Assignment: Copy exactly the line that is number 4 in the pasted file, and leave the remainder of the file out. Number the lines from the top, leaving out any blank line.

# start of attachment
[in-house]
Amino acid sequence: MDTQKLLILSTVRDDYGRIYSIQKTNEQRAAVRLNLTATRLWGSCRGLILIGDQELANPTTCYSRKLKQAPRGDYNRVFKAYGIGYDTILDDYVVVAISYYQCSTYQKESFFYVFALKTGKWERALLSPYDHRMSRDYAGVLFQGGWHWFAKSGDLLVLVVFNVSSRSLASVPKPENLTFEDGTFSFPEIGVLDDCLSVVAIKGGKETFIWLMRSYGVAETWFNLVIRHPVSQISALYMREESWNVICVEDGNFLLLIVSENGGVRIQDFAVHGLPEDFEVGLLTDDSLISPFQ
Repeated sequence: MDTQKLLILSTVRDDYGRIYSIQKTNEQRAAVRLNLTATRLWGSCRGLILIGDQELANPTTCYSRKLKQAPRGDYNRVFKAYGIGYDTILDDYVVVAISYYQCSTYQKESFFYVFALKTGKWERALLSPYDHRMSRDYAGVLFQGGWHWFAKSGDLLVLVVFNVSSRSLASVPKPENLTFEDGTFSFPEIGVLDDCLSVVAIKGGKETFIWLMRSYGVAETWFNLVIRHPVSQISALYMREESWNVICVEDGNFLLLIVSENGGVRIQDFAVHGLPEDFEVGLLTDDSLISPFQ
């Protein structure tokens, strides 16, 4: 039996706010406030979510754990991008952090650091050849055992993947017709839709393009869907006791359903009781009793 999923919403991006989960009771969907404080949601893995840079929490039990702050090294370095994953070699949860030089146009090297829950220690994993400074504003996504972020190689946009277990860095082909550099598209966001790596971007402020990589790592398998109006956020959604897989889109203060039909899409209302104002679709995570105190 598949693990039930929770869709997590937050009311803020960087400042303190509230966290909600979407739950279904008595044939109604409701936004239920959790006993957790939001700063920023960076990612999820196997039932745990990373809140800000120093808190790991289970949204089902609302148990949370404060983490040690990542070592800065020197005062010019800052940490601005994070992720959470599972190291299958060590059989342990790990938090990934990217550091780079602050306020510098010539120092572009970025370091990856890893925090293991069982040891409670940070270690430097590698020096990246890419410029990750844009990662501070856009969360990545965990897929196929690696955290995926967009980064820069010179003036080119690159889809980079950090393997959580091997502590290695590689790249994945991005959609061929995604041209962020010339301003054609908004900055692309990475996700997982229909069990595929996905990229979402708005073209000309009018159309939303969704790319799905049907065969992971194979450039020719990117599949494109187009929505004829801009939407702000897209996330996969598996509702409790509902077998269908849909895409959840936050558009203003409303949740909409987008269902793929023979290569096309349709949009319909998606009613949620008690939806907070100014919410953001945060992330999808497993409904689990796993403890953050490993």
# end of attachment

């Protein structure tokens, strides 16, 4: 039996706010406030979510754990991008952090650091050849055992993947017709839709393009869907006791359903009781009793 999923919403991006989960009771969907404080949601893995840079929490039990702050090294370095994953070699949860030089146009090297829950220690994993400074504003996504972020190689946009277990860095082909550099598209966001790596971007402020990589790592398998109006956020959604897989889109203060039909899409209302104002679709995570105190 598949693990039930929770869709997590937050009311803020960087400042303190509230966290909600979407739950279904008595044939109604409701936004239920959790006993957790939001700063920023960076990612999820196997039932745990990373809140800000120093808190790991289970949204089902609302148990949370404060983490040690990542070592800065020197005062010019800052940490601005994070992720959470599972190291299958060590059989342990790990938090990934990217550091780079602050306020510098010539120092572009970025370091990856890893925090293991069982040891409670940070270690430097590698020096990246890419410029990750844009990662501070856009969360990545965990897929196929690696955290995926967009980064820069010179003036080119690159889809980079950090393997959580091997502590290695590689790249994945991005959609061929995604041209962020010339301003054609908004900055692309990475996700997982229909069990595929996905990229979402708005073209000309009018159309939303969704790319799905049907065969992971194979450039020719990117599949494109187009929505004829801009939407702000897209996330996969598996509702409790509902077998269908849909895409959840936050558009203003409303949740909409987008269902793929023979290569096309349709949009319909998606009613949620008690939806907070100014919410953001945060992330999808497993409904689990796993403890953050490993």